Before the ruling, corporations and labor unions could not use their general treasuries to fund ads expressly supporting or opposing candidates. They also were banned from paying for ads that mention any specific federal candidate and air 30 days before a primary and 60 days before a general election
Research firm Needham and Co. added three cents per share to its 2010 earnings estimate for CBS on Friday largely because of Thursday's ruling. CBS shares rose sharply at Friday's opening before settling down and finishing the day up 10 cents at $13.30.
"We believe that this will drive higher corporate political spending," Needham analyst Laura Martin wrote. Even better, she said, television networks and stations can raise their rates.
"Given that most political advertising is on television where advertising is limited to only 12-16 minutes per hour, this change implies higher prices in the days immediately before an election," Martin wrote.
Analysts said the court ruling could also benefit the struggling newspaper industry, particularly local papers and those that have a high readership in the nation's capital, such as The Washington Post.

Ruling seen as unlikely to spark corporate rush to get political, DAVE HELLING and DIANE STAFFORD, The Kansas City Star

On Friday, though, area experts and consultants played down the possibility of a torrent of corporate political commercials and campaigns — at least in the short term.
Direct political advocacy, they said, usually makes someone mad.
“If you bring the boardroom into politics, you bring politics into the boardroom,” said Kansas City political and business consultant Patrick Tuohey. “Can you imagine what the annual shareholders meeting might look like (after a political endorsement)?”
Others in the corporate world and politics agreed. Most companies, they said, must answer to customers, employees, and shareholders, any of whom might be upset if the CEO decides a corporation should endorse a candidate on television or in the newspaper days before an election.
“You have to be sensitive as a company when contributing to any candidate,” said Betsey Solberg, interim general manager of the Kansas City office of Fleishman-Hillard public relations.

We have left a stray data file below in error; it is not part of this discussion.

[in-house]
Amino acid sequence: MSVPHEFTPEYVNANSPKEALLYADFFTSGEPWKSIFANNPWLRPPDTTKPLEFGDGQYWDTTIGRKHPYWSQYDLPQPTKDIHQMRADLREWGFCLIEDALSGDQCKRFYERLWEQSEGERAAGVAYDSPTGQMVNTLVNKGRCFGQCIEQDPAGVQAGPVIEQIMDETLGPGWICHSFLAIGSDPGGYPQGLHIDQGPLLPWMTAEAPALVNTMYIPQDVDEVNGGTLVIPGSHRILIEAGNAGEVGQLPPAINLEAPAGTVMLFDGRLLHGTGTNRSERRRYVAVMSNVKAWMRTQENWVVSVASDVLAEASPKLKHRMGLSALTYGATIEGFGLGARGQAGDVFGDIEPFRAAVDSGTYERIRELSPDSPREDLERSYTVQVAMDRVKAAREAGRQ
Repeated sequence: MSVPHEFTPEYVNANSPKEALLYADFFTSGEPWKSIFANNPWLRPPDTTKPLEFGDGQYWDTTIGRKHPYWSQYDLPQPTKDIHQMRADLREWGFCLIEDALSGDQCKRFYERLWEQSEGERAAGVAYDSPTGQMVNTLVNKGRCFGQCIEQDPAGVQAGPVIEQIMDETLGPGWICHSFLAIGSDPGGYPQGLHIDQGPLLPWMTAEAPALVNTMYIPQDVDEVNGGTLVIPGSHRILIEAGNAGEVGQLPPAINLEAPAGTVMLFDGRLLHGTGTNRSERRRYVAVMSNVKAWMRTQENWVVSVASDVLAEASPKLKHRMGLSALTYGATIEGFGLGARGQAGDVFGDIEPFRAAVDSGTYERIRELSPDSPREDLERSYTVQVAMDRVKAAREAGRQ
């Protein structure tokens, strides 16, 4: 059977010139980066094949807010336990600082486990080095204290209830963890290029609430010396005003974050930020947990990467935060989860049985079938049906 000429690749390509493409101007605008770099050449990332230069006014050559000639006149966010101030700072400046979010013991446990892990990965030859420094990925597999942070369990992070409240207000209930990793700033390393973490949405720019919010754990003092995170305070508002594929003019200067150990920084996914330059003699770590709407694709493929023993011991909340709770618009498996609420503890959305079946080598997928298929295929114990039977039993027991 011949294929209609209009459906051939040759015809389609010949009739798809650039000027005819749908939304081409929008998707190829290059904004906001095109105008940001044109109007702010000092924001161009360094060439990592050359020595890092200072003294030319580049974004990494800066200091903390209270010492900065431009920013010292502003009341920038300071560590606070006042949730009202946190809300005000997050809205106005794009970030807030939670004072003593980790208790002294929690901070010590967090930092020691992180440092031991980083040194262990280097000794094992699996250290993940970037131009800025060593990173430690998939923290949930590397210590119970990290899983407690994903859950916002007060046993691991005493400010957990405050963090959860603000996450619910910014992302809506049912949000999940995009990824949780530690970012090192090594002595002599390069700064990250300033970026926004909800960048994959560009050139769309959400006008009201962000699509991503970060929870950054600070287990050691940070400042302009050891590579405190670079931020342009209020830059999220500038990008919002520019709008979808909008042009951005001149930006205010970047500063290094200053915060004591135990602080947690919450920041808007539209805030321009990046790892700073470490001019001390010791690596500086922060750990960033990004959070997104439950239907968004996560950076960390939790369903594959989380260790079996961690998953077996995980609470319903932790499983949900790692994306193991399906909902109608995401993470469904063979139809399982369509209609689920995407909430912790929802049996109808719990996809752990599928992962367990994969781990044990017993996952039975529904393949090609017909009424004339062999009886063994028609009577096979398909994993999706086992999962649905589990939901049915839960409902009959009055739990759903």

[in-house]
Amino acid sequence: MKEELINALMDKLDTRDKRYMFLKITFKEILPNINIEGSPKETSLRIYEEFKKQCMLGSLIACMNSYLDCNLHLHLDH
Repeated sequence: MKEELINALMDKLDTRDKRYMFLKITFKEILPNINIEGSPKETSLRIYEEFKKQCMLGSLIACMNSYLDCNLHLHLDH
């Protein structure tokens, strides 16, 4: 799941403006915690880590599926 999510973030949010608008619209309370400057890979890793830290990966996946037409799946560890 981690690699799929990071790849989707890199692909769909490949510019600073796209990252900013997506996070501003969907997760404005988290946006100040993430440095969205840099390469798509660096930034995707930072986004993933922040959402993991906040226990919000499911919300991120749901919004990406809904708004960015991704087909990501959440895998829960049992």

“When you’re dealing with people, you’re not always putting your money on a sure thing,” she said. “Your candidate may slip and then you’re sitting there with your company’s name on his golf bag.”
Barbara Koirtyohann, director of public affairs of privately owned Hallmark Cards Inc., said she “can’t imagine” the corporation directly endorsing or opposing candidates. Instead, she said, employees can give to HallPAC, a political action committee that then gives to campaigns.
Warren Erdman of Kansas City Southern Railway — and a former aide to Republican Sen. Kit Bond of Missouri — said most companies won’t be in a hurry to buy political ads.
“It’s a new law, it has not been tested,” Erdman said. “And to be honest, we get pounded from political fundraisers so much already, most companies will choose to participate through existing channels.”
Those channels include corporate and labor union PACs, trade associations and lobbyists, and direct giving by corporate officers and employees to campaigns and candidates.
Alternative forms of political participation such as PACs grew from long-standing laws prohibiting corporations from giving directly to candidates. That prohibition remains intact — the court’s decision merely allows companies — like people — to directly speak about candidates and issues on TV, the Internet and elsewhere.
The court’s decision means labor unions are also allowed to directly advertise, although they have long been heavily involved in political campaigns, providing organizational power as well as financial and logistical support. That will continue.
But Pat Dujakovich, president of the Greater Kansas City AFL-CIO, said labor can’t compete with wealthy businesses in buying political commercials.
“Labor unions have nowhere near the capital to spend that corporations have,” he said. “Our strength is in our numbers, their strength is in money.”

David G.Savage Supreme Court lifts curbs on corporate political donations, January 21, 2010

Until now, corporations and unions have been barred from spending their own treasury funds on broadcast ads or billboards that urge the election or defeat of a federal candidate.
This restriction dates back to 1907 when President Theodore Roosevelt called on Congress to forbid corporations, railroads and national banks from using their money in federal election campaigns. After World War II, Congress extended this ban to labor unions.
Two significant prohibitions on corporations were left standing. Corporations, and presumably unions, cannot give money directly to the campaigns of federal candidates. These "contribution" restrictions were not challenged in the case decided today. And secondly, the court affirmed current federal rules which require the sponsors of political ads to disclose who paid for them.